Next in the breakdown of Tania’s definition of Autism, she describes this cluster of oddly shaped three-dimensional circles as neuro-developmental in nature. She shares that the term Neuro refers to the nervous system, and developmental, in this case, means the way the nervous system has developed (Autistic Strategies Network, PART 2, 2:30).

Further, Tania defines Endo-phenotypes as it relates to Autism. Tania describes the term phenotypes as how one appears on the outside. Phenotypes are not like genotypes, which refers to one’s genetics. When describing phenotypes, Tania asks us to picture a bed of flowers that have been sewn from the same envelope of seeds but appear to be different from each other as flowers begin to bloom. Some of these flowers are purple, some are white, and some are a combination of purple and white. Because these flowers come from the same type of seed, they have the same genes (genotype), but appear different in form on the outside (phenotypes). Phenotypes, Tania explains, can also be expressions of behavior (Autistic Strategies Network, PART 2, 3:30).

So, the word Endo-Phenotypes means, “What you are on the inside (endo), determines the way you are on the outside (phenotype). What this tells me is that people with Autism do not need, on a fundamental level, to change. Neurotypical people who support people with Autism are working with people who, on the outside, are how their insides have determined them to be. Thus, we get to support people with Autism, “Be who they are”.  When we come from the paradigm of “working with what we have”as a primary approach to advocating for people with Autism, everyone is better off.  For example, Tania describes people with Autism to be like canaries who were used in the mining industry to alert workers if there were harmful gasses in coal mines.  People with Autism are often the first to be impacted by poor environmental factors, such as pollution and poor food and health quality.  Like canaries who assisted coal miners through their sensitivity to gas, people with Autism can show the rest of us when our environment needs to improve (Autistic Strategies Network, PART 3, 0:55).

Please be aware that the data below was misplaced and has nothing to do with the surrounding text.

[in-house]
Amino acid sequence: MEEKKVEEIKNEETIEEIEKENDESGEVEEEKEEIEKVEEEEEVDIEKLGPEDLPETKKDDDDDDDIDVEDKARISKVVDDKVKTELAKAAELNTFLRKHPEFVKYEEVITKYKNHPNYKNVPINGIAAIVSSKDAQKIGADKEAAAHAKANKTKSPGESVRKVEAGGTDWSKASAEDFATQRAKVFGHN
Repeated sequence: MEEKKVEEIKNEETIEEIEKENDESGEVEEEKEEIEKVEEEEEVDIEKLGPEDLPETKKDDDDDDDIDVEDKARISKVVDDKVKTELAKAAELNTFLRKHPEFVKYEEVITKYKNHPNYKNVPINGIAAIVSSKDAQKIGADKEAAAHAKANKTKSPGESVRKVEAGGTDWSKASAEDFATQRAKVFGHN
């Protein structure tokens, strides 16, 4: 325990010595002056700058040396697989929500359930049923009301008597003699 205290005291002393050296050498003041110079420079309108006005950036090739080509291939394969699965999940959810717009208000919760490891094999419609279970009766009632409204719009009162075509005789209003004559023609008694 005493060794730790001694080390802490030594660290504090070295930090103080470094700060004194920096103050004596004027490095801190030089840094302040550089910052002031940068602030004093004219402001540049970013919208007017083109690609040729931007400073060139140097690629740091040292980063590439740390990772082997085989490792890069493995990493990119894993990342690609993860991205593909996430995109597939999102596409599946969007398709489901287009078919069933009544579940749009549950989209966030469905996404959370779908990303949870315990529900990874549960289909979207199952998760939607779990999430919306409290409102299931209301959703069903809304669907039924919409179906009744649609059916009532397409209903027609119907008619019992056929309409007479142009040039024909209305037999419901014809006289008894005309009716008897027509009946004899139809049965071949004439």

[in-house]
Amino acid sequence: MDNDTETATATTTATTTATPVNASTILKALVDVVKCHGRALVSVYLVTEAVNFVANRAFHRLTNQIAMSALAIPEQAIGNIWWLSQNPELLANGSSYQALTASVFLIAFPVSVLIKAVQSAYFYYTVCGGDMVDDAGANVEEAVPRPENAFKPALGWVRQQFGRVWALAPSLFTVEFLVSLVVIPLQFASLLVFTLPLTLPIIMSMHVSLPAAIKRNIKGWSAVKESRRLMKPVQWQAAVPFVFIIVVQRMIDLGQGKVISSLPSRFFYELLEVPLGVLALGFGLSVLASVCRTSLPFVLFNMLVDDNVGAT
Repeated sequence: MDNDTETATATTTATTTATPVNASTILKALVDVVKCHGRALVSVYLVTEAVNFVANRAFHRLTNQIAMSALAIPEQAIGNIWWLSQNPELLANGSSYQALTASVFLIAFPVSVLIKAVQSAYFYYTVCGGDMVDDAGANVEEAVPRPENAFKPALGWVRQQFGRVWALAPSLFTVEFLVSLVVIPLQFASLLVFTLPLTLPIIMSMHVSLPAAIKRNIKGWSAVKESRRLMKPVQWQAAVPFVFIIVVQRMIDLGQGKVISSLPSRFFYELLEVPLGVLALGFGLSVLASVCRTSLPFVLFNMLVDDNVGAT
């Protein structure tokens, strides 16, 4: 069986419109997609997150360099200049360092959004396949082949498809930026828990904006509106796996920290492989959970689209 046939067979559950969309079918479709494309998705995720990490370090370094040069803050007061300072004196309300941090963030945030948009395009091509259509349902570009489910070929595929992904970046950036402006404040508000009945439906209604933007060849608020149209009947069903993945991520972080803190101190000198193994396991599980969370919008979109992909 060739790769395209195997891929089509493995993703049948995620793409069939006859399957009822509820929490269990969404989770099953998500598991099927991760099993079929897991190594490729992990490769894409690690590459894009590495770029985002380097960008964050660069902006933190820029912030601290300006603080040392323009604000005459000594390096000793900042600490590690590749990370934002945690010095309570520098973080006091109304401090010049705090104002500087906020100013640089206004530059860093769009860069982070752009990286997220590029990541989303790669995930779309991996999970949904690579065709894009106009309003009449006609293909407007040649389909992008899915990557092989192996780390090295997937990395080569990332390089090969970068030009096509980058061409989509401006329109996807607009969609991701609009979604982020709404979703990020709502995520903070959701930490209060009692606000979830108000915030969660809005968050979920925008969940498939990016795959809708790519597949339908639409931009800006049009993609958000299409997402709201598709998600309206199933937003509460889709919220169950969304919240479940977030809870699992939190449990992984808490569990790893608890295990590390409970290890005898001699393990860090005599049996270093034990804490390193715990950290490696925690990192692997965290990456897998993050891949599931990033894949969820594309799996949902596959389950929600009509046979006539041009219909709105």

Tania’s definition of Autism reminds me of the following quote by Fred Rogers (Mister Rogers), “It’s not honors and the prizes and the fancy outsides of life which ultimately nourish our souls. It’s the knowing that we can be trusted, that we never have to fear the truth, that the bedrock of our lives from which we make our choices is very good stuff (as cited in Office of Communications, Dartmouth, paragraph 14).”   When people with Autism are trusted, embraced and are seen as people whose bedrock of their lives from which they make their choices is good stuff, it is at that point that we may begin to notice that we are doing our part in the effort to help people with Autism optimize who they are.   


Autistic Strategies Network.  (2019, May 8).  4 Focus Areas for Autistic Advocacy PART 1 – Introduction [Video]. YouTube.

Autistic Strategies Network.  (2019, May 8).  4 Focus Areas for Autistic Advocacy PART 2 – Paradigm [Video]. YouTube.

Autistic Strategies Network.  (2019, May 8).  4 Focus Areas for Autistic Advocacy PART 3 – Health [Video]. YouTube.

Autistic Strategies Network.  (2019, May 8).  4 Focus Areas for Autistic Advocacy PART 4 – Communication [Video]. YouTube.

Autistic Strategies Network.  (2019, May 8).  4 Focus Areas for Autistic Advocacy PART 5 – CRPD [Video].  YouTube.

Autistic Strategies Network.  (2019, May 8).  4 Focus Areas for Autistic Advocacy PART 6 – Conclusion [Video].  YouTube.

Office of Communications.  (2018, March 27).  Revisiting Fred Rogers’ 2002 Commencement Address [Lecture notes]. Dartmouth.

Autistic Strategies Network:

National Autistic Society:

World Autism Acceptance Week

National Autistic Society: 

UN Convention of the Rights of People With Disabilities: